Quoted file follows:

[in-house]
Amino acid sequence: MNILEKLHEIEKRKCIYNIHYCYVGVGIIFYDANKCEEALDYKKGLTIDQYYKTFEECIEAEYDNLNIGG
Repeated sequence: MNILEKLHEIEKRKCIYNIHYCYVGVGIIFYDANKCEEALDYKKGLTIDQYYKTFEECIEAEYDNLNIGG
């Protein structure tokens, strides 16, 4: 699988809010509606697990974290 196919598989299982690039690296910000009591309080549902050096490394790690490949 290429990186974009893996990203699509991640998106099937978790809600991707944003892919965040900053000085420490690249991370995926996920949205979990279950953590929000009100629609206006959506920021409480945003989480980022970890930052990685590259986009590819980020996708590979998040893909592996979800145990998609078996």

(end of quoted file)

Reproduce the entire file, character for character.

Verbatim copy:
[in-house]
Amino acid sequence: MNILEKLHEIEKRKCIYNIHYCYVGVGIIFYDANKCEEALDYKKGLTIDQYYKTFEECIEAEYDNLNIGG
Repeated sequence: MNILEKLHEIEKRKCIYNIHYCYVGVGIIFYDANKCEEALDYKKGLTIDQYYKTFEECIEAEYDNLNIGG
């Protein structure tokens, strides 16, 4: 699988809010509606697990974290 196919598989299982690039690296910000009591309080549902050096490394790690490949 290429990186974009893996990203699509991640998106099937978790809600991707944003892919965040900053000085420490690249991370995926996920949205979990279950953590929000009100629609206006959506920021409480945003989480980022970890930052990685590259986009590819980020996708590979998040893909592996979800145990998609078996």